Jump to content
Nathaniel

Mysteries and Detective Stories

Recommended Posts

Murderer's Row of crime fiction coming over the next few weeks:

 

Sept 2: Tana French, Lee Child, Thomas H. Cook, Dennis Lehane, Craig McDonald

September 9: James Ellroy, Reed Farrel Coleman (continuing Parker's Stone series, which I never liked but I'll read anything from RFC)

September 23: Walter Mosley

October 2: T. Jefferson Parker

 

Somewhere in the mix before the end of the year: Denis Johnson, Michael Connelly

 

I like all of the above to different degrees and for different reasons, but will devour anything they release no questions asked.  One the non-crime front, will need to mix in Marilynne Robinson, Martin Amis and Richard Ford along the way.

Share this post


Link to post
Share on other sites
NBooth   

LARB: Spinning Wheels: Thought and Motion in Raymond Chandler’s Fiction by Sand Avidar-Walzer

This distinctive internal capacity of the classic detective has as its external correlate a characteristic removal from society, its institutions, and its quotidian concerns. Neither Sherlock Holmes nor Poe’s Dupin is a professional law enforcement official; they are men of leisure with exceptional skills, who on occasion loan out these skills to the police, and who conveniently have a friend on hand to document their adventures. The classic detective is a man whose superiority sets him apart from the world, whose lofty intellectual position allows him to see the world more clearly. He is famous for his ability to locate tiny clues, traces, shreds of evidence, and to piece from these fragments a chain of events. Nominally observing the same material world, the detective’s eyes see behind it a tightly bound web of causality invisible to more limited minds. Like the nefarious criminal mastermind who is his dark twin, the classic detective is removed from mainstream society by virtue of his cerebral capacities. They distinguish him; they justify a genteel bohemianism; most importantly, they are a part of him, internal to him, a personal quality like height or hair color. The classic detective is a genius hovering above society, the classic criminal mastermind a villain lurking below it, and linking them is the unbreakable thread of deductive reasoning. Society, in this context, is merely an incidental maze through which the thread of causality unspools. That’s why Sherlock Holmes and Hercule Poirot are able to solve crimes with ease wherever they go, and why they can go places to solve crimes; the classic detective, often a man of leisure, spent much of his time traveling and solving incidental mysteries along the way. Holmes even solves crimes that happen in other cities just by reading the newspaper.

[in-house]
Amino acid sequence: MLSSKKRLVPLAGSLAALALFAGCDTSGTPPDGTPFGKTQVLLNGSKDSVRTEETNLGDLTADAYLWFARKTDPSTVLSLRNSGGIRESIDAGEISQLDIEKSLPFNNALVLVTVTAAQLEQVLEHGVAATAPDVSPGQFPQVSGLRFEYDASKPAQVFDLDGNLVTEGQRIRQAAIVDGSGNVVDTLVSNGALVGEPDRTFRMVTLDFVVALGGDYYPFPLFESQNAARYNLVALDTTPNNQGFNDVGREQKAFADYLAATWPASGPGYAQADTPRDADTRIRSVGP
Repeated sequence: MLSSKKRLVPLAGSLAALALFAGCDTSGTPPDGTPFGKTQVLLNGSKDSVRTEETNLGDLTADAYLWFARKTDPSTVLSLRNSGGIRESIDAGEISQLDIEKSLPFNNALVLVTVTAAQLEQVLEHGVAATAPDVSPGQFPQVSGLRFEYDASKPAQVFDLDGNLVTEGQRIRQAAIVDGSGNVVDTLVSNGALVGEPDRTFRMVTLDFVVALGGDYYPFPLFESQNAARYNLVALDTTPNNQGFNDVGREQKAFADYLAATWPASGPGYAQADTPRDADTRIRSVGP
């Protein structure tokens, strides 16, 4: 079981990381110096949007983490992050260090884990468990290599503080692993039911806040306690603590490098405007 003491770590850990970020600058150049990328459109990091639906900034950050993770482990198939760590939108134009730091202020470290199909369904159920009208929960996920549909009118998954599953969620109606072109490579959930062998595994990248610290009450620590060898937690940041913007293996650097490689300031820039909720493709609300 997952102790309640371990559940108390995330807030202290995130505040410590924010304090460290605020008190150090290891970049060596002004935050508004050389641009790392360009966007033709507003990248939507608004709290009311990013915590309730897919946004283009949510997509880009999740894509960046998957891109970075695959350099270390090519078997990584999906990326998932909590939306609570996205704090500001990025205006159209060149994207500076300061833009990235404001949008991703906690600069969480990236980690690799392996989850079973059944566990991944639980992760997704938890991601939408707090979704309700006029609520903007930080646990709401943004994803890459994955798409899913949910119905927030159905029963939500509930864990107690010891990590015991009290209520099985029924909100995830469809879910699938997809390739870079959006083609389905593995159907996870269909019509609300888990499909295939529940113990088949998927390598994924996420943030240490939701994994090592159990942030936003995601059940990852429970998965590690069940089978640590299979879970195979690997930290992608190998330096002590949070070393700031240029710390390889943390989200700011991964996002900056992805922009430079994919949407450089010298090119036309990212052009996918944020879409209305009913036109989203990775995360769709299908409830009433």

[snip]

 

Where the classic detective’s abilities are internal and somewhat divorced from his context, Marlowe’s crime-solving capacities are nothing but context, nothing but an attitude and a capacity to navigate the exigencies of a specific milieu, a product not of an internal capacity but of external relations.

 

--All of which is pretty standard, and all of which I disagree with to a point. The classical detective isn't divorced from context; the classical detective (per Žižek) is context; he [or, less frequently, she] generates the context in which clues "make sense."

 

This isn't quite right, either:

The classic detective novel’s basic narrative approach is analytic: it shows us a nominally unified and coherently functioning world in which something has gone wrong; the detective’s job, in this context, is to return this deductively airtight world to its rightful balance. The classic detective story tracks the restoration of social order. The setting doesn’t really matter. Society in the classic detective story is not a specific place in a specific part of the world so much as the idea of a neatly functioning, self-enclosed social machine, which the detective can correctly diagnose and return to its normal operations. Analytic, deductive, the detective seamlessly explains this entire world in terms of an internally consistent chain of causal relations.

 

I mean, it's right in that reason is seen as being detachable etc etc etc, but the detective story--for the most part (well, until the Christie-infused fantasies of village murder came into vogue)--was pretty much an urban genre. There's a reason why Chesterton said that it was the romance of the city; only when you have a large heterogeneous mass of people jostling around can detective fiction, properly considered, emerge (moving from the forests of Cooper to the Paris of Poe's Dupin--a dream-world, but an urban one).